ATLANTA — The Georgia Department of Education announced policy changes to testing to ensure students are not double-tested.

The changes will apply to students taking Advanced Placement and International Baccalaureate courses.

The State Board of Education, with support from Gov. Brian Kemp, approved State School Superintendent Richard Woods’ recommendation to eliminate Georgia Milestones End of Course tests for students in many AP and IB courses, provided those students receive a passing grade in the course.

According to GaDOE, the policy change is part of the state’s overall effort to establish a responsible and aligned accountability system that reduces the over-emphasis on high-stakes testing and provides teachers and students with the information they need for improvement and support. GaDOE estimates the change could eliminate approximately 58,000 high-stakes assessments taken by students this year, based on the total enrollment of corresponding AP and IB courses taken during the 2018-19 school year (58,612).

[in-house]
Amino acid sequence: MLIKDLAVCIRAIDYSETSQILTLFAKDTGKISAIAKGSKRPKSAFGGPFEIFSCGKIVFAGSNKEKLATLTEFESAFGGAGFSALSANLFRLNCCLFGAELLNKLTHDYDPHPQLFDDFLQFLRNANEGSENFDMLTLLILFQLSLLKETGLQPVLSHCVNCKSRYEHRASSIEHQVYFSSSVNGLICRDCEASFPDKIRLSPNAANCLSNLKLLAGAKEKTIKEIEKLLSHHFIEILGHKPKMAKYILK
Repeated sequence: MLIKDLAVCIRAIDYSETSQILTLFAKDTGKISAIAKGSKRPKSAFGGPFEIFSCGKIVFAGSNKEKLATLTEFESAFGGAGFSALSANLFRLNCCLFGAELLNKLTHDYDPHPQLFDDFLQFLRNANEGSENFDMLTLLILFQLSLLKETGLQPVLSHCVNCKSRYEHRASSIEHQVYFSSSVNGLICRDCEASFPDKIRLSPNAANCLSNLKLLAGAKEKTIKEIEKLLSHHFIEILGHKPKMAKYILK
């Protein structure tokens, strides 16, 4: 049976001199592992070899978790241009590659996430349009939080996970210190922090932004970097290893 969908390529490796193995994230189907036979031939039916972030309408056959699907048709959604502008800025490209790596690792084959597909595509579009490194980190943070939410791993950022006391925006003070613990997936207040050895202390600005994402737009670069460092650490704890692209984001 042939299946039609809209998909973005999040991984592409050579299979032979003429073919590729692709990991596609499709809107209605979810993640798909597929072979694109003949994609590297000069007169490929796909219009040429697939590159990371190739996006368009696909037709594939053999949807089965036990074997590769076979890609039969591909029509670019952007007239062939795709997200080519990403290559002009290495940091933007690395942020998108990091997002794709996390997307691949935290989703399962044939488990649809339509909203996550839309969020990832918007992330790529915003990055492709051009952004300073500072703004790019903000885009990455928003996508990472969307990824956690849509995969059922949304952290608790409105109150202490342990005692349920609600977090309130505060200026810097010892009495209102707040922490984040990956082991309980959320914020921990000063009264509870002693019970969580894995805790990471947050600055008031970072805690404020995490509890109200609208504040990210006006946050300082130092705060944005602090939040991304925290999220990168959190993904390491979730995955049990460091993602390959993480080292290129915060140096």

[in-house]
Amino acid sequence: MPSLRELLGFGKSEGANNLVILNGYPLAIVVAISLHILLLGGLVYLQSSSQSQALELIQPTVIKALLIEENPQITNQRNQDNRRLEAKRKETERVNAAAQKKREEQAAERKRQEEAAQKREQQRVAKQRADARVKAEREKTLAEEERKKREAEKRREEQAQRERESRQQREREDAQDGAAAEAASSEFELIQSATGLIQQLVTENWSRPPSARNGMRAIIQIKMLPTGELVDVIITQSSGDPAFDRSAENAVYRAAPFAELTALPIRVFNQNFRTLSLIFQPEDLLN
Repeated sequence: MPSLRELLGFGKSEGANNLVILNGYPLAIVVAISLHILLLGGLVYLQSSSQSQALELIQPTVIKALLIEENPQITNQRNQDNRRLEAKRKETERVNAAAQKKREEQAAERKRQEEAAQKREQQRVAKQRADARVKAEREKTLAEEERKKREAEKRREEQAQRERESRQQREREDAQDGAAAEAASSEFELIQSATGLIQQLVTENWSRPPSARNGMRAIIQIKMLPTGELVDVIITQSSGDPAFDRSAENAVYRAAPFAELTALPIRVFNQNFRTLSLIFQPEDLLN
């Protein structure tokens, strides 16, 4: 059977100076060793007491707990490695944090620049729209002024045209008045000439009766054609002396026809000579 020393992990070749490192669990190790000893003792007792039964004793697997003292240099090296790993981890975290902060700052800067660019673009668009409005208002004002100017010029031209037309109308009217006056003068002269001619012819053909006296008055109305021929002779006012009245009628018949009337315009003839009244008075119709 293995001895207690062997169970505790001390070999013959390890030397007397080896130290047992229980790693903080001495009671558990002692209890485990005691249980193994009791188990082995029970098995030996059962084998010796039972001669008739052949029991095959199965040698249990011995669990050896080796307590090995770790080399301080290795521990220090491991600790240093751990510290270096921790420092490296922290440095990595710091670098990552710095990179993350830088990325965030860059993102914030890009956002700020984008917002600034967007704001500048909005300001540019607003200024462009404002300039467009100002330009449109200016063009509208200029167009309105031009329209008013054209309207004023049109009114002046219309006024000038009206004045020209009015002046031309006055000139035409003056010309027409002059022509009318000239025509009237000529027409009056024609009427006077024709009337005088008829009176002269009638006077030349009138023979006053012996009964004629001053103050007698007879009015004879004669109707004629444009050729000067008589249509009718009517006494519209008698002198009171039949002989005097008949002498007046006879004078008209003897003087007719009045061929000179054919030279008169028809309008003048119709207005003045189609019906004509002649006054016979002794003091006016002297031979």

“As governor, I am committed to putting students first by advocating for common-sense reforms to our educational system,” Kemp said. “This is a simple, reasonable solution to reduce burdensome and costly double-testing for advanced courses in Georgia high schools without compromising accountability in classrooms.”


“Today’s change is another step toward more reasonable, student-focused testing in Georgia – and getting our testing requirements in line with the federal minimum,” Woods said. “When a student passes a course at the advanced level of AP or IB, we know they’re prepared to move forward.”

In most core-subject courses, students will be exempt from taking the Georgia Milestones EOC if they pass an AP or IB course in a related subject. Students must take the EOC in ninth grade Literature and Composition, Algebra I or Coordinate Algebra, and Biology due to federal laws that require assessments in math, ELA/reading, and science at least once in high school.

 The policy shift is part of a broader effort in Georgia to pull back excessive high-stakes testing and accountability requirements that place an undue burden on the classroom and make it more difficult for teachers to teach and students to learn. It follows the elimination of Georgia Milestones EOCs for students in many dual enrollment courses, the reduction of standardized assessments through Senate Bill 364, and the pursuit of the maximum assessment flexibility allowable under the federal Every Student Succeeds Act.

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